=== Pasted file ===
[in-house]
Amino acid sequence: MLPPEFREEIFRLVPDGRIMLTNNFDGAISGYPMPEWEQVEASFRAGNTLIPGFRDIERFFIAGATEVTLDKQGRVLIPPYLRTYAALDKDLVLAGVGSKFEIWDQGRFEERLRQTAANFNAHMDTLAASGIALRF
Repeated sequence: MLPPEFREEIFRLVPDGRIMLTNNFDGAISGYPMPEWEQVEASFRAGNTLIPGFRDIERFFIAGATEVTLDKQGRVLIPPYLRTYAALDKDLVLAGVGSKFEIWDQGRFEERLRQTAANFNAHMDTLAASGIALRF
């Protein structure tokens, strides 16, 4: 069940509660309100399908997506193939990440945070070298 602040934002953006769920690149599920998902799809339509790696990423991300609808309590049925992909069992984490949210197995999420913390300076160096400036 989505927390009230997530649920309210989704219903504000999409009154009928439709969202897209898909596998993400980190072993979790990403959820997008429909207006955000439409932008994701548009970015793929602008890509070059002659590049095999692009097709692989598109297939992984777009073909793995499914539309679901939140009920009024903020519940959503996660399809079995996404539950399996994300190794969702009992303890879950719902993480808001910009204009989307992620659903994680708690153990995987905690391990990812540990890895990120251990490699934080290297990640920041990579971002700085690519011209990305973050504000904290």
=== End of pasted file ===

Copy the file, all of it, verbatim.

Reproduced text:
[in-house]
Amino acid sequence: MLPPEFREEIFRLVPDGRIMLTNNFDGAISGYPMPEWEQVEASFRAGNTLIPGFRDIERFFIAGATEVTLDKQGRVLIPPYLRTYAALDKDLVLAGVGSKFEIWDQGRFEERLRQTAANFNAHMDTLAASGIALRF
Repeated sequence: MLPPEFREEIFRLVPDGRIMLTNNFDGAISGYPMPEWEQVEASFRAGNTLIPGFRDIERFFIAGATEVTLDKQGRVLIPPYLRTYAALDKDLVLAGVGSKFEIWDQGRFEERLRQTAANFNAHMDTLAASGIALRF
């Protein structure tokens, strides 16, 4: 069940509660309100399908997506193939990440945070070298 602040934002953006769920690149599920998902799809339509790696990423991300609808309590049925992909069992984490949210197995999420913390300076160096400036 989505927390009230997530649920309210989704219903504000999409009154009928439709969202897209898909596998993400980190072993979790990403959820997008429909207006955000439409932008994701548009970015793929602008890509070059002659590049095999692009097709692989598109297939992984777009073909793995499914539309679901939140009920009024903020519940959503996660399809079995996404539950399996994300190794969702009992303890879950719902993480808001910009204009989307992620659903994680708690153990995987905690391990990812540990890895990120251990490699934080290297990640920041990579971002700085690519011209990305973050504000904290």